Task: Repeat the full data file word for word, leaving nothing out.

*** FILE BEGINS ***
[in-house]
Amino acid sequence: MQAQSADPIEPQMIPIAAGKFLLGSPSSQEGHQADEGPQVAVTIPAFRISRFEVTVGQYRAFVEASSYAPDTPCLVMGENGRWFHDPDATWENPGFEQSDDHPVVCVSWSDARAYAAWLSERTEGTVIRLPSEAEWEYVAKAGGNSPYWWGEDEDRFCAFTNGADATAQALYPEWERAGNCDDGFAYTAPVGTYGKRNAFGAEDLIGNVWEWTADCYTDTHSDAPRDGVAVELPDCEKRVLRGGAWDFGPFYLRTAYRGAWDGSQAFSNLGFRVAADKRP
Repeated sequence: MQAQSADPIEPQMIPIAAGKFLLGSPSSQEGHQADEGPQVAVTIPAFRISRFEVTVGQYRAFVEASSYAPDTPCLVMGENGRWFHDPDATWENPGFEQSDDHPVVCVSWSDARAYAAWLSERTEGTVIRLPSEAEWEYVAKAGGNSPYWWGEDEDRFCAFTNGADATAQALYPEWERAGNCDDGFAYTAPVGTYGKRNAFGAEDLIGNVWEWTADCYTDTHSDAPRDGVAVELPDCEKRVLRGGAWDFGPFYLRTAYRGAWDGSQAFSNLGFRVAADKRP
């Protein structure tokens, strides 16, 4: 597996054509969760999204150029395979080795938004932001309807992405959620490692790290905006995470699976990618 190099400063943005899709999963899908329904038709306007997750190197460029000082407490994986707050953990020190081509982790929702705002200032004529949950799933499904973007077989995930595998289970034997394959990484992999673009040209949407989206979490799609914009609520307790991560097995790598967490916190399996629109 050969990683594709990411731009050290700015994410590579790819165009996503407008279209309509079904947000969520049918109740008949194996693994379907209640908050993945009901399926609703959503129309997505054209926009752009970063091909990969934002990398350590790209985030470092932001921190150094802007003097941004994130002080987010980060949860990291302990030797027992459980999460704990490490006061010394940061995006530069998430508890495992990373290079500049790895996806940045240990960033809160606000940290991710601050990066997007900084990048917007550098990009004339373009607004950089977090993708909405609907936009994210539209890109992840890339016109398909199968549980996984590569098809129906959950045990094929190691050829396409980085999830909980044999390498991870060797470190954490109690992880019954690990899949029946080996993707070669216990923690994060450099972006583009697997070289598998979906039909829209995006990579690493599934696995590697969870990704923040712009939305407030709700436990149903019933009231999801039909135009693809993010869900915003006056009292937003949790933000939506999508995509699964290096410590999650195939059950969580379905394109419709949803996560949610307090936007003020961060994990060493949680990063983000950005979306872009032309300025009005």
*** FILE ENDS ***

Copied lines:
[in-house]
Amino acid sequence: MQAQSADPIEPQMIPIAAGKFLLGSPSSQEGHQADEGPQVAVTIPAFRISRFEVTVGQYRAFVEASSYAPDTPCLVMGENGRWFHDPDATWENPGFEQSDDHPVVCVSWSDARAYAAWLSERTEGTVIRLPSEAEWEYVAKAGGNSPYWWGEDEDRFCAFTNGADATAQALYPEWERAGNCDDGFAYTAPVGTYGKRNAFGAEDLIGNVWEWTADCYTDTHSDAPRDGVAVELPDCEKRVLRGGAWDFGPFYLRTAYRGAWDGSQAFSNLGFRVAADKRP
Repeated sequence: MQAQSADPIEPQMIPIAAGKFLLGSPSSQEGHQADEGPQVAVTIPAFRISRFEVTVGQYRAFVEASSYAPDTPCLVMGENGRWFHDPDATWENPGFEQSDDHPVVCVSWSDARAYAAWLSERTEGTVIRLPSEAEWEYVAKAGGNSPYWWGEDEDRFCAFTNGADATAQALYPEWERAGNCDDGFAYTAPVGTYGKRNAFGAEDLIGNVWEWTADCYTDTHSDAPRDGVAVELPDCEKRVLRGGAWDFGPFYLRTAYRGAWDGSQAFSNLGFRVAADKRP
């Protein structure tokens, strides 16, 4: 597996054509969760999204150029395979080795938004932001309807992405959620490692790290905006995470699976990618 190099400063943005899709999963899908329904038709306007997750190197460029000082407490994986707050953990020190081509982790929702705002200032004529949950799933499904973007077989995930595998289970034997394959990484992999673009040209949407989206979490799609914009609520307790991560097995790598967490916190399996629109 050969990683594709990411731009050290700015994410590579790819165009996503407008279209309509079904947000969520049918109740008949194996693994379907209640908050993945009901399926609703959503129309997505054209926009752009970063091909990969934002990398350590790209985030470092932001921190150094802007003097941004994130002080987010980060949860990291302990030797027992459980999460704990490490006061010394940061995006530069998430508890495992990373290079500049790895996806940045240990960033809160606000940290991710601050990066997007900084990048917007550098990009004339373009607004950089977090993708909405609907936009994210539209890109992840890339016109398909199968549980996984590569098809129906959950045990094929190691050829396409980085999830909980044999390498991870060797470190954490109690992880019954690990899949029946080996993707070669216990923690994060450099972006583009697997070289598998979906039909829209995006990579690493599934696995590697969870990704923040712009939305407030709700436990149903019933009231999801039909135009693809993010869900915003006056009292937003949790933000939506999508995509699964290096410590999650195939059950969580379905394109419709949803996560949610307090936007003020961060994990060493949680990063983000950005979306872009032309300025009005």